Anyway, when Jordan was little we belonged to conservative temple in Shirlington, about 20 minutes from home. We never got involved in the activities, but we liked the Rabbi, Jack -- despite the fact that he was adamantly opposed to interfaith marriage – even if one party converted. Mostly, we loved his Yom Kippur sermon, which always brought every member of the congregation to tears. One year he told a story about forgiveness and not putting things off. Although much more eloquently, it went something like this. When he was a kid he had a best friend, Paul. They were inseparable through high school and into their college years. But after they graduated from school they were not in touch because of some foolish misunderstanding – Jack couldn’t even remember what it was. Every year, around Yom Kippur, Jack thought about finding a way to reconnect with Paul. They had a special bond and Jack really missed all that they had meant to one another. And every year he thought, well maybe I’ll call him later. Then one day, after Jack finished his Rabbinical study, he got a call from his mom who mentioned she ran into a neighbor who told her that Paul had been ill for many years and had recently passed away. Jack was inconsolable for weeks. “If only I had called, maybe I could have comforted him in some way,” he thought. But he waited too long and it was too late.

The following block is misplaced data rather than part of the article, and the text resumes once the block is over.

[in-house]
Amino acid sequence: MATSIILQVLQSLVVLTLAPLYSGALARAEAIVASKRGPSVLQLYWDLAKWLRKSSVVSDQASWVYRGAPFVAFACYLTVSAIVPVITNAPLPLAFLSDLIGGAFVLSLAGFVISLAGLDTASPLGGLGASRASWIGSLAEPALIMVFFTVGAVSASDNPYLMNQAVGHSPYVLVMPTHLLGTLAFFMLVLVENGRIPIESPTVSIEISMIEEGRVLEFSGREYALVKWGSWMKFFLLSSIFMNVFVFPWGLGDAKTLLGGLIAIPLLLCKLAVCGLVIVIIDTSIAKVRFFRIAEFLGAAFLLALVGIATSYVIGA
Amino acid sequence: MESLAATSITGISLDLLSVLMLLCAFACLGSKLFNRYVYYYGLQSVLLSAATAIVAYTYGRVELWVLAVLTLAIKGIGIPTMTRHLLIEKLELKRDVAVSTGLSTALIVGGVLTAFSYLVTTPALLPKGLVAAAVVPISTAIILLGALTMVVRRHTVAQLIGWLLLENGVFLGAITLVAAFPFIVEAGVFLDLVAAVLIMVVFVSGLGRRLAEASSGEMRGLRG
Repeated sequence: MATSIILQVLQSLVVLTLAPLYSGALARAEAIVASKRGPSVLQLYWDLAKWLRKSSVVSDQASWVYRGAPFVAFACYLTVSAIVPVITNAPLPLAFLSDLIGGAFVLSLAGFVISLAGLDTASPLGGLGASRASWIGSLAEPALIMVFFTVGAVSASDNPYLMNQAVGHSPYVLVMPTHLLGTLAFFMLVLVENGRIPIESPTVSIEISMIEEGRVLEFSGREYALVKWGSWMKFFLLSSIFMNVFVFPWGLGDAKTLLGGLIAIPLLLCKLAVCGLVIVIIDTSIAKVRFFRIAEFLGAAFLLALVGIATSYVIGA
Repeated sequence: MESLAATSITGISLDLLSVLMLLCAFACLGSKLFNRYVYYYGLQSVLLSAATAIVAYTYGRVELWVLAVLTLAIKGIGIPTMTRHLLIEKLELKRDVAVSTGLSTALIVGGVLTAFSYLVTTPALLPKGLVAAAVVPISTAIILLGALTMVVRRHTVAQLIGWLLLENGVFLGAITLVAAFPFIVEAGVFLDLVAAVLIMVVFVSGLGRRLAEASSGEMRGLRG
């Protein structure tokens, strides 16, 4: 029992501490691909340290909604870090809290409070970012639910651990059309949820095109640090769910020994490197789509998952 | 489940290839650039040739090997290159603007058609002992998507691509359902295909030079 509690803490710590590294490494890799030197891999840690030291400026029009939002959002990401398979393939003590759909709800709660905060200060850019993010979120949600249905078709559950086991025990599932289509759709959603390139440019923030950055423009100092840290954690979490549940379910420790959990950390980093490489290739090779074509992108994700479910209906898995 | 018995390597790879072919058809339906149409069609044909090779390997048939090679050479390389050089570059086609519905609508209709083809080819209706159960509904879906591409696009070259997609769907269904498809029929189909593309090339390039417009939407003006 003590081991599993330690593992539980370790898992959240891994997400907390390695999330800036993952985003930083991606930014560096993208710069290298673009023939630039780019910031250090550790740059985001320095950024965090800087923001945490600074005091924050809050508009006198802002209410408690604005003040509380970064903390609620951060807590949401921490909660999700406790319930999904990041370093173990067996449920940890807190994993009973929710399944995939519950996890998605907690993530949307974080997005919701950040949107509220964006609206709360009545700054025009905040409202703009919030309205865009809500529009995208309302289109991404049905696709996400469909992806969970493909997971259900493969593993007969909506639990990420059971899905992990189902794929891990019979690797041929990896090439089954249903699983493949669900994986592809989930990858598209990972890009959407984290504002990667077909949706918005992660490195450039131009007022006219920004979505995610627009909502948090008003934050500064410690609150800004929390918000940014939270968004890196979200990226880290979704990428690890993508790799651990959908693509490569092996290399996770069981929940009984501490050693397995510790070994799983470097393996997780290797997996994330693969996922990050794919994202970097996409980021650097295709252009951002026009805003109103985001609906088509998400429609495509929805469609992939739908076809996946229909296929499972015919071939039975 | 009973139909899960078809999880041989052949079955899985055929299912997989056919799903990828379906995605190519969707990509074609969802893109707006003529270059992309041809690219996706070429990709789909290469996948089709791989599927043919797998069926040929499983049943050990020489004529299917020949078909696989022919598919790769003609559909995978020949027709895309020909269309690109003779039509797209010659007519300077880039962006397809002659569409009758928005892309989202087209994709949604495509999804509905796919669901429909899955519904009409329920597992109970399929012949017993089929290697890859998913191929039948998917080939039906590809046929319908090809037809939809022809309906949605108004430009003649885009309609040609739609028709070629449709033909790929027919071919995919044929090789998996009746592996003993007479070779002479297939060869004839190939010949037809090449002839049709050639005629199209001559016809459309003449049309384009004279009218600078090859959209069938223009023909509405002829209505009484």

Tina and I, who were also inseparable, had also had a falling out. When I heard that sermon we hadn’t talked in quite a few years. I don’t remember why. But I figured the sermon was a sign and I should try to reconnect – which I did with a note pretending there was no distance between us. We decided to meet that following February in New Orleans and spend a few days getting reacquainted. Jordan came with us because I thought it was important for Tina and her husband Mark, to get to know her. Well, we had a fabulous time. It was like there had never been any estrangement. Jordan loved them so much she decided she wanted to spend all her birthdays in Milwaukee. They were so wonderful that she wanted to celebrate with them—because there would be no place (except maybe Disney World) that could possibly be more fun. They had a very special relationship. Mark even started to teach Jordan how to drive an old stick shift Toyota. Of course, Tina and I had to watch this adventure so we snuck over to the empty parking lot where the lessons were to take place, and watched Jordan and Mark moving long with many short stops and bouncy halts. We were hysterical. To this day I thank Rabbi Jack for that sermon because Mark died only a few years later and Jordan would never have known this kind and generous person who she depended on for advice, so many good times and much love.